No Fault Insurance
In most states, auto insurance functions under a traditional fault-based system. Insurance companies make payments based on each person's degree of fault in a particular motor vehicle accident. However, long and costly court battles are often required to determine who is at fault in many accidents. In an attempt to reduce this problem, certain states have adopted an alternative no-fault system of insurance. The "no-fault" states include Colorado, Florida, Hawaii, Kansas, Kentucky, Massachusetts, Michigan, Minnesota, New Jersey, New York, North Dakota, Pennsylvania, and Utah.
When you have an accident under a no-fault system, your insurer automatically pays for your damages, regardless of fault, but only up to the specified policy limit, which in most cases is 50,000 dollars. In exchange for this guaranteed payment, you must give up some of your rights to sue the other driver involved in the accident. There are elements of no-fault in all auto insurance coverage. For example, medical payments and property damage are typically paid regardless of fault.
No-fault insurance is intended to reduce auto insurance premiums by reducing the number of automobile accident cases in the courts, by restricting recovery for pain and suffering damages, and by providing limited payment for losses.
Pure no-fault vs. modified no-fault
Under a pure no-fault system, your insurer would pay for any economic damages (such as medical bills, lost wages, etc.) up to the policy limit, and you would be completely prohibited from suing a negligent driver for "non-economic" damages (such as pain and suffering, loss of companionship, etc.). Presently, no states function under a pure no-fault system.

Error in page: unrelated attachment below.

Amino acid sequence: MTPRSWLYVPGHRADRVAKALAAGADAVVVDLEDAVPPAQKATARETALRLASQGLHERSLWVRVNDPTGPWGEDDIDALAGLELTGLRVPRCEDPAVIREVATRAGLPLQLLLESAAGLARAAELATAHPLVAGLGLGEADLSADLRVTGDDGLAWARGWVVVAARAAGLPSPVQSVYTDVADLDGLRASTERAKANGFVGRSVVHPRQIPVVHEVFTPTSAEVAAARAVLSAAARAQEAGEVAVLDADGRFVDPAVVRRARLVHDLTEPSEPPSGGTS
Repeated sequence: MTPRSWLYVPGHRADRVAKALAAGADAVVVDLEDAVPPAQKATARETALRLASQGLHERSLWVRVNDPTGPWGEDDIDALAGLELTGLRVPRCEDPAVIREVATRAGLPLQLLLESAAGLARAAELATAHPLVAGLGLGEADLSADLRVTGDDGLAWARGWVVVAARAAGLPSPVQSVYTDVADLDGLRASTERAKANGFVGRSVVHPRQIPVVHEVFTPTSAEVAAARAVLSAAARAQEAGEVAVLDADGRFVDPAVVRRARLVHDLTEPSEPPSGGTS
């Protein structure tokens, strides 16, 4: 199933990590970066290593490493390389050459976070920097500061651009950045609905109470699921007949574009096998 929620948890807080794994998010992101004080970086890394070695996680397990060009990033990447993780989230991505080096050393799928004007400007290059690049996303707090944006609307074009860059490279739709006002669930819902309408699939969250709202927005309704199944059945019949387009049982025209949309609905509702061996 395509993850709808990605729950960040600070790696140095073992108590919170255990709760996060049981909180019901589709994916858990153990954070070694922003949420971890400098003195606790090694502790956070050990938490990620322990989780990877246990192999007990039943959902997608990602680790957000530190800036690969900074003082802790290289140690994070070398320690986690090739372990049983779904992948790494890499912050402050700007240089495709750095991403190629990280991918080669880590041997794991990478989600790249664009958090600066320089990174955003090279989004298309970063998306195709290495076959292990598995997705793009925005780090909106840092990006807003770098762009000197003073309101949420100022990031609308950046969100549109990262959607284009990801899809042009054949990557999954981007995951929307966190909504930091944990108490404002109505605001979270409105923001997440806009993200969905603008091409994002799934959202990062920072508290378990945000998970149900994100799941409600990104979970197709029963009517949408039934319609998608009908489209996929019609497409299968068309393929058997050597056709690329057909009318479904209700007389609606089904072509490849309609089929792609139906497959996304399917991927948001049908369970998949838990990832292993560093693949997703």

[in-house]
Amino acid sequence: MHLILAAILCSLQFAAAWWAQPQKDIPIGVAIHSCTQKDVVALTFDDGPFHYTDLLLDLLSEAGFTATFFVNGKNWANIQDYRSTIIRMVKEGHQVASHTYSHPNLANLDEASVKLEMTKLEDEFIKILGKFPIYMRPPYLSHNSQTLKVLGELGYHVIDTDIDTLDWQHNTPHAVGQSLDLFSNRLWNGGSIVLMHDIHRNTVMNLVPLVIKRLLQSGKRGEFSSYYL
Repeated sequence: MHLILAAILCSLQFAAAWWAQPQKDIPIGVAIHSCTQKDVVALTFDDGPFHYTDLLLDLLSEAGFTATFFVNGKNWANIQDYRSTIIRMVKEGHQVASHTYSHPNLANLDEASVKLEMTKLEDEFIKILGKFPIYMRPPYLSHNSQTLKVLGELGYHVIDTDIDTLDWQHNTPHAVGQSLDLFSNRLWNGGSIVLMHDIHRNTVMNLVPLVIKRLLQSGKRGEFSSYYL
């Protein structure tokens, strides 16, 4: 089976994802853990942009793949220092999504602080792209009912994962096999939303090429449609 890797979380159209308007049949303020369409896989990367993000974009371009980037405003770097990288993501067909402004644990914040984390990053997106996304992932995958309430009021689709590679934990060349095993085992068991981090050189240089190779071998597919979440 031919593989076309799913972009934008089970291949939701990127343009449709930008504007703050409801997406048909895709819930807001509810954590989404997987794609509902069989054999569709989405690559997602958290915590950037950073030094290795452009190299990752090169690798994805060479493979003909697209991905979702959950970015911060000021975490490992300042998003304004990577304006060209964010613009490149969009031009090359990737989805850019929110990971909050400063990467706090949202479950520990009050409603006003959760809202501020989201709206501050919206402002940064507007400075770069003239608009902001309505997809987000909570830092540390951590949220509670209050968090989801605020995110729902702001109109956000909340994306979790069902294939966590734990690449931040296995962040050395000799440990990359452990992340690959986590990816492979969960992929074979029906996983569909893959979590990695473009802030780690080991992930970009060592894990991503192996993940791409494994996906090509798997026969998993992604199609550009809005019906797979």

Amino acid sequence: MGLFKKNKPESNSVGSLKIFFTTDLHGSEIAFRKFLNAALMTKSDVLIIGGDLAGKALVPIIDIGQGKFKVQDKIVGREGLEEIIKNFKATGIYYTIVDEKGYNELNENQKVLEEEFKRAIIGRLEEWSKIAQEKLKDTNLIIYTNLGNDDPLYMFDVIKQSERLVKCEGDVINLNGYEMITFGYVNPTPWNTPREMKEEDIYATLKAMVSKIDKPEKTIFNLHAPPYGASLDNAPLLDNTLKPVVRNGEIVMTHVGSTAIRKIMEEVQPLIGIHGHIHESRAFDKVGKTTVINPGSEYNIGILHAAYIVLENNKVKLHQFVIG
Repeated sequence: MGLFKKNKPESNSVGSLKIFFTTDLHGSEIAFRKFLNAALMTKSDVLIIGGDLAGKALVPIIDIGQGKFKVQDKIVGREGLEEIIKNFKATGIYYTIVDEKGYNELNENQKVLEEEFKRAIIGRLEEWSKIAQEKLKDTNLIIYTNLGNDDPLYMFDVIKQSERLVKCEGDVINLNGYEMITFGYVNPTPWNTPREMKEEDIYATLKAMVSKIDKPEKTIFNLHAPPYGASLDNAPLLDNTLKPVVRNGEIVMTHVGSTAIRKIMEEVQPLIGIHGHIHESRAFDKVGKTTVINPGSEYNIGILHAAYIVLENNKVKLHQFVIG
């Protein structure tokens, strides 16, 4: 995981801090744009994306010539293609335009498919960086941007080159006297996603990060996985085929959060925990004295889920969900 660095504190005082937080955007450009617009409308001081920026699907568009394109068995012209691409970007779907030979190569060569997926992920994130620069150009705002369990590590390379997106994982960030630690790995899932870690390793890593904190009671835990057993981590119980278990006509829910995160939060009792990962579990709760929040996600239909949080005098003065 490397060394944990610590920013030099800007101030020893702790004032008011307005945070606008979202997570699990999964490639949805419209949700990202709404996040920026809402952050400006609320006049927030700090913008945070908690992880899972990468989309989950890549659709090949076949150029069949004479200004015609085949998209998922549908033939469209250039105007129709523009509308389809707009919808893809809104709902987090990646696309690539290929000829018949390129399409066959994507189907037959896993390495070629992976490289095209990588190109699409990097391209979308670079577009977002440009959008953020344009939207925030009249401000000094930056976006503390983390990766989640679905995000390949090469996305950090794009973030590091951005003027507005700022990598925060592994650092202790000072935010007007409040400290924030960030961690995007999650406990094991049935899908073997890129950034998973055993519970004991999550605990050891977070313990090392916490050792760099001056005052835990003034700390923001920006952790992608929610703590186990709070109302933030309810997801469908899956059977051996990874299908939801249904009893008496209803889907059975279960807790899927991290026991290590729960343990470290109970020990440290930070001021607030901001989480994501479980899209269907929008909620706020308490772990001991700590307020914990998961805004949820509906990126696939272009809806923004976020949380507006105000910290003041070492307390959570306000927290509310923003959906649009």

Instead, all no-fault states have adopted a modified no-fault system. This means that your insurer still pays for your economic damages up to the policy limit, but you may be allowed to sue for non-economic damages if the amount of these damages exceeds a specified tort threshold. The threshold can be either verbal or monetary (or a combination), and is designed to limit lawsuits to only the more serious injuries.
- Verbal threshold: In states that have a verbal threshold, lawsuits for non-economic injuries are limited to "serious" injuries or death. Serious is defined differently in each state, but it often includes broken bones, severed limbs, etc. Unless you meet the defined criteria for a "serious" injury, you are precluded from bringing a lawsuit against the other driver. Drawback: you may sustain a very serious injury that is not included in the defined verbal threshold.
- Monetary threshold: In states that have a monetary threshold, lawsuits for non-economic injuries are precluded unless a certain dollar amount in medical bills is reached.
Benefits of a no-fault system
Supporters of no-fault insurance argue that a no-fault system offers many benefits, including the following:
- Quicker payment of claims by eliminating costly and time-consuming litigation over liability.
- No splitting of fees with lawyers.
- Lower insurance rates because expensive non-economic damage awards and legal fees required to defend liability claims are eliminate.
- Reduction in the number of lawsuits.
- Lower rates mean that auto insurance is accessible to people of lesser means.